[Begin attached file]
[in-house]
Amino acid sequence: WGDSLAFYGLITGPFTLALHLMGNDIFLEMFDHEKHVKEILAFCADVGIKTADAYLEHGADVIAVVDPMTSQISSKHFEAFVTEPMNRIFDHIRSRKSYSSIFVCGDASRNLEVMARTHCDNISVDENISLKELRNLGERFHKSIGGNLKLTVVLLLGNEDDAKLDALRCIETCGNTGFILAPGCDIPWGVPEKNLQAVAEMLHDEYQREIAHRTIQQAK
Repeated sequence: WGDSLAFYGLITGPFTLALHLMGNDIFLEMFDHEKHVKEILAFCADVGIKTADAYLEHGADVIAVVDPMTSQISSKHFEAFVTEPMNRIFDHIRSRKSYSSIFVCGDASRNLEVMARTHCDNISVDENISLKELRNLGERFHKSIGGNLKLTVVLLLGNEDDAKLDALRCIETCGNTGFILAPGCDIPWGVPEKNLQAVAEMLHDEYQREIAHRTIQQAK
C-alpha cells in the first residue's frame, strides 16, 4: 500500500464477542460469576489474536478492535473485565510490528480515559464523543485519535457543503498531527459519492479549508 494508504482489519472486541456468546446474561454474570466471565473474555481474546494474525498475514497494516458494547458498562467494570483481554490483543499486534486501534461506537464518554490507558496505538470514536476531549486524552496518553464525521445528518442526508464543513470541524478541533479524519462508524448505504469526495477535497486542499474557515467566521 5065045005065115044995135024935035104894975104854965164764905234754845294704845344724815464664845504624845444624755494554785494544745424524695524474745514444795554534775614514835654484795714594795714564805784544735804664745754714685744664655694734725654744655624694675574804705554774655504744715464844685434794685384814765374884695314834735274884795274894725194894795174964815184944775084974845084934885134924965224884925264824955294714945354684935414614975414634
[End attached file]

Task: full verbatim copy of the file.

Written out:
[in-house]
Amino acid sequence: WGDSLAFYGLITGPFTLALHLMGNDIFLEMFDHEKHVKEILAFCADVGIKTADAYLEHGADVIAVVDPMTSQISSKHFEAFVTEPMNRIFDHIRSRKSYSSIFVCGDASRNLEVMARTHCDNISVDENISLKELRNLGERFHKSIGGNLKLTVVLLLGNEDDAKLDALRCIETCGNTGFILAPGCDIPWGVPEKNLQAVAEMLHDEYQREIAHRTIQQAK
Repeated sequence: WGDSLAFYGLITGPFTLALHLMGNDIFLEMFDHEKHVKEILAFCADVGIKTADAYLEHGADVIAVVDPMTSQISSKHFEAFVTEPMNRIFDHIRSRKSYSSIFVCGDASRNLEVMARTHCDNISVDENISLKELRNLGERFHKSIGGNLKLTVVLLLGNEDDAKLDALRCIETCGNTGFILAPGCDIPWGVPEKNLQAVAEMLHDEYQREIAHRTIQQAK
C-alpha cells in the first residue's frame, strides 16, 4: 500500500464477542460469576489474536478492535473485565510490528480515559464523543485519535457543503498531527459519492479549508 494508504482489519472486541456468546446474561454474570466471565473474555481474546494474525498475514497494516458494547458498562467494570483481554490483543499486534486501534461506537464518554490507558496505538470514536476531549486524552496518553464525521445528518442526508464543513470541524478541533479524519462508524448505504469526495477535497486542499474557515467566521 5065045005065115044995135024935035104894975104854965164764905234754845294704845344724815464664845504624845444624755494554785494544745424524695524474745514444795554534775614514835654484795714594795714564805784544735804664745754714685744664655694734725654744655624694675574804705554774655504744715464844685434794685384814765374884695314834735274884795274894725194894795174964815184944775084974845084934885134924965224884925264824955294714945354684935414614975414634